Growing agritourism: Farmers look to attract tourists

Farmers in Alaska are looking to tourists to help round out their profit margins.

Agritourism, or farm-based tourism, is already a staple for many farmers in the Lower 48 but is relatively new in Alaska. But with a growing number of farms across Southcentral Alaska, including on the Kenai Peninsula, some are capitalizing on public curiosity about what it’s like to milk a goat or harvest peonies.

That comes with a range of benefits and costs, said Margaret Adsit, the owner of Alaska Farm Tours, a tour company based in Palmer. In a presentation hosted by the Kenai Soil and Water Conservation District on Thursday, she explained that setting up a farm for regular tours can take a variety of forms and levels of complexity. Some farms host events like weddings, while others are as simple as having people walk through and pick their own produce.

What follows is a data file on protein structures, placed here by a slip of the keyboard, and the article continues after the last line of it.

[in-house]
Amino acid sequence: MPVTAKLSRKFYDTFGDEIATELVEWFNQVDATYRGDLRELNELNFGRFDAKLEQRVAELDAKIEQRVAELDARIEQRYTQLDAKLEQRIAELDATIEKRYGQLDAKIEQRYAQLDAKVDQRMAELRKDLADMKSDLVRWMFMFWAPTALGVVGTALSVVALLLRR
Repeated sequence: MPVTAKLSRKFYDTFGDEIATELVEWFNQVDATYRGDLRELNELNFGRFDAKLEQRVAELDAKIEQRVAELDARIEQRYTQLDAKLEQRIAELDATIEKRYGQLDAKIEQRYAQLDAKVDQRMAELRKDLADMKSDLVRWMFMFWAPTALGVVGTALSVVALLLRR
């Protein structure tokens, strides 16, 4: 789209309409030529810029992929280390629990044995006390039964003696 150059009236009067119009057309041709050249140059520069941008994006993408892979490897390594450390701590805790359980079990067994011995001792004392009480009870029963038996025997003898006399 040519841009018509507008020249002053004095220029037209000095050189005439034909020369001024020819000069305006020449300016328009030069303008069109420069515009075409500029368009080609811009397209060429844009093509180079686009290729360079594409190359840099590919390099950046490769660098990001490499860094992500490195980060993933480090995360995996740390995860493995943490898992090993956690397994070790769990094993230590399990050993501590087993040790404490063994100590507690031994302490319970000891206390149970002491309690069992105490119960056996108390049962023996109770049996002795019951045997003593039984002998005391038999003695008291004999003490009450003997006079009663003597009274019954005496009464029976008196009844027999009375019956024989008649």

“It’s any time you’re trying to bring visitors onto your farm for any reason,” she said. “It doesn’t actually have to have an educational or informational component to it. I always say that you should because you are your own best advocates and marketers, but anybody holding a wedding, that’s not education or information about agriculture but it’s a secondary use and falls within agritourism.”

Farm tourism and interest in local food is a big market, especially among millennials and baby boomers, she said. A November 2017 AARP study analyzing 2018 travel trends among retirees found that the average retiree plans to take five trips this year, with about half interested in eating and touring with locals. Adsit said many of the baby boomers interested in farm tours also have a personal connection to farms.

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